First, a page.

Kemp’s ridley sea turtle hatchlings have been seen on Lousiana’s Chandeleur Islands, marking the first time in 75 years the reptile has been observed there.
Kemp’s ridley (Lepidochelys kempii) sea turtle hatchlings have been seen on Lousiana’s Chandeleur Islands, marking the first time in 75 years the reptile has been observed nesting upon the islands. The discovery was made by the Louisiana Coastal Protection and Restoration Authority (CPRA) and Louisiana Department of Wildlife and Fisheries (LDWF) in the state’s Breton National Wildlife Refuge.
“Louisiana was largely written off as a nesting spot for sea turtles decades ago, but this determination demonstrates why barrier island restoration is so important,” CRPA Chairman Chip Kline said in a statement on the CPRA website. “As we develop and implement projects statewide, we are always keeping in mind what’s needed to preserve our communities and enhance wildlife habitat. Having this knowledge now allows us to make sure these turtles and other wildlife return to our shores year after year.”
The Louisiana government began monitoring the islands in May in an effort, in conjunction with the state’s Regionwide Trustee Implementation Group to design a project that will help restore the islands. The islands were negatively impacted by the 2010 Deepwater Horizon Oil Spill and various tropical weather events over the years. Because the turtles have nested on the islands for the first time in 75 years, this will help the government to implement a restoration plan that ensures the sea turtle nesting habitat on the islands are preserved.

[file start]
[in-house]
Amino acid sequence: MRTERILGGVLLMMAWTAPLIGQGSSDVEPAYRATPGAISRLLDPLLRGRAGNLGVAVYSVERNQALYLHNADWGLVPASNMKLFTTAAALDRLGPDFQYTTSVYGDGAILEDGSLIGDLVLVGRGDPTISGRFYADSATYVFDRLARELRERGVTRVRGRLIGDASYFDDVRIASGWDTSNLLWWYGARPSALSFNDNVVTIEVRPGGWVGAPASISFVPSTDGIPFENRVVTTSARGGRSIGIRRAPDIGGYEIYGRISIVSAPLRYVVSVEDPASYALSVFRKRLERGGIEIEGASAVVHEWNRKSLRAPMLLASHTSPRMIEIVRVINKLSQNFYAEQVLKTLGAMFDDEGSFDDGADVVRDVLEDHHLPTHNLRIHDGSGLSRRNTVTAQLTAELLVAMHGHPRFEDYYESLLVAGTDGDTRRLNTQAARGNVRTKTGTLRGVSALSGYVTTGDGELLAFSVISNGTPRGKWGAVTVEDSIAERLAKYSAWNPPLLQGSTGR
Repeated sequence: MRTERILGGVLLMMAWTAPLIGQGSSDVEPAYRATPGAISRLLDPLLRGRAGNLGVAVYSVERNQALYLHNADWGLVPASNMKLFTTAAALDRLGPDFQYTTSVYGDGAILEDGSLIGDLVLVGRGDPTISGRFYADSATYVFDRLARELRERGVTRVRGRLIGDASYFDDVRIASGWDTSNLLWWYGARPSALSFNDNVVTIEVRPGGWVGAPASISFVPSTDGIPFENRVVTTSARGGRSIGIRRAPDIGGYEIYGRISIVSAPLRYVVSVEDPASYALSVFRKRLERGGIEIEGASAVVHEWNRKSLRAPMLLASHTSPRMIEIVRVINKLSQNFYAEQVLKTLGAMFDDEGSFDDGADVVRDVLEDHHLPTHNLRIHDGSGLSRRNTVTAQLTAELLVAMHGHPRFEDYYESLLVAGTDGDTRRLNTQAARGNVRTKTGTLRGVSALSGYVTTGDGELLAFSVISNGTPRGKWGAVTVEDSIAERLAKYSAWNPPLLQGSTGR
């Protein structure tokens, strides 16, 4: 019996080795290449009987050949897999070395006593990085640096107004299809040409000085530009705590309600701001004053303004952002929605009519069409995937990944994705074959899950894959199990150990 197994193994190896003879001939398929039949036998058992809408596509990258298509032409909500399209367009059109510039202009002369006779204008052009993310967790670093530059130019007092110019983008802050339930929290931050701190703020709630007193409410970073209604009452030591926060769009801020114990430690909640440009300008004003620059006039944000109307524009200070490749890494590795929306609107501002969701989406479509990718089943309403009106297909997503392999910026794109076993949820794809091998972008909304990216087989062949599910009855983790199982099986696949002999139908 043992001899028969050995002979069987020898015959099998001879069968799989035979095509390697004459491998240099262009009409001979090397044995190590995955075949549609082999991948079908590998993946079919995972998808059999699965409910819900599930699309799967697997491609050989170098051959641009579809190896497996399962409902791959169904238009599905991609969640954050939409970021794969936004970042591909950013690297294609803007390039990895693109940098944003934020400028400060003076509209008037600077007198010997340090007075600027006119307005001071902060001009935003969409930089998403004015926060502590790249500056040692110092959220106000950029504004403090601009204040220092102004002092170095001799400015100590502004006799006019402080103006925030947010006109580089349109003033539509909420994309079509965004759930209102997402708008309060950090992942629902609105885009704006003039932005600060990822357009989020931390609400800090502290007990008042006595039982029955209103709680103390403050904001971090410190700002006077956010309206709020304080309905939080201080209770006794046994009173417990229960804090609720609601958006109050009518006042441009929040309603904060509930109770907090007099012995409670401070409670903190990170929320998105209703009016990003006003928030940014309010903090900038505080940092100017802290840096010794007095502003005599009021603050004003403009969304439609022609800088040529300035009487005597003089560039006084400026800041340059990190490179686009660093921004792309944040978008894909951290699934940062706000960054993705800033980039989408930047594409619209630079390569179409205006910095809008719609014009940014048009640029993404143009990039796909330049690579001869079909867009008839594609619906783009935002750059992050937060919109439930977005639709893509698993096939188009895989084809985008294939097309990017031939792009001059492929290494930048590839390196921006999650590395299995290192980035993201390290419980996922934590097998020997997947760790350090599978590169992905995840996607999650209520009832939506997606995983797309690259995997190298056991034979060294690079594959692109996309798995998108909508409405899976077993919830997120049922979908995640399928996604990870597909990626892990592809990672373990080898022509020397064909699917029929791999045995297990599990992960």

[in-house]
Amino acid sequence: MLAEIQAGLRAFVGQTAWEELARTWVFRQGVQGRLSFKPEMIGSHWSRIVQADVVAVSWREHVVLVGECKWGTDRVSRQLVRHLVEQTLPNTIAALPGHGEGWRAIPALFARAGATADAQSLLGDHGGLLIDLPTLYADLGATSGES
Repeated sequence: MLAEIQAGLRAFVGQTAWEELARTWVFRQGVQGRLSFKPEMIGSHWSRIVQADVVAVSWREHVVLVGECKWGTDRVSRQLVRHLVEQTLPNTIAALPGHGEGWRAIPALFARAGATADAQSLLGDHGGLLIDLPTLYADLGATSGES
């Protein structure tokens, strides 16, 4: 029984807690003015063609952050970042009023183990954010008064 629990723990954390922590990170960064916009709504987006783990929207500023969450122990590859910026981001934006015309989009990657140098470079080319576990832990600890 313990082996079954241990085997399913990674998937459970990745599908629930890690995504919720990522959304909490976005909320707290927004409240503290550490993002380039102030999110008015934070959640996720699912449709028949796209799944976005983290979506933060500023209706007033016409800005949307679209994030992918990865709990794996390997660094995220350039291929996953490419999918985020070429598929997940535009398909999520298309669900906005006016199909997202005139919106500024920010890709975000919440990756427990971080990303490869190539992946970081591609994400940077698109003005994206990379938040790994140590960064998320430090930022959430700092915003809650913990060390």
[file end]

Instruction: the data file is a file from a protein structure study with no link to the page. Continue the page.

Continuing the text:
“It is well known that the Chandeleur Islands provide key habitats for a host of important species; however, with the recent discovery of a successful Kemp’s ridley sea turtle hatching, the islands’ value to the region has been elevated,” said LDWF Secretary Jack Montoucet. “We are gaining a better understanding of the benefits this barrier island restoration may provide in the recovery of this endangered species across the Gulf of Mexico.” “We have a responsibility to protect the wildlife here, and that means creating safe and nourishing environments for these turtles and other animals that call Louisiana home,” said CPRA Executive Director Bren Haase. “It’s an exciting discovery, and we hope to see additional hatchlings emerging in the weeks and years to come.”
The U.S. Fish and Wildlife Service noted that in addition to Kemp’s ridley sea turtles, loggerhead sea turtles are also nesting on the Chandeleur Islands as well.
Kemp’s ridley sea turtles are the rarest sea turtles to visit US shores and are critically endangered. It is a small turtle, averaging about 25 to 30 inches in length and around 100 lbs. The turtle lives mostly in the Gulf of Mexico and warm waters of the the Atlantic Ocean.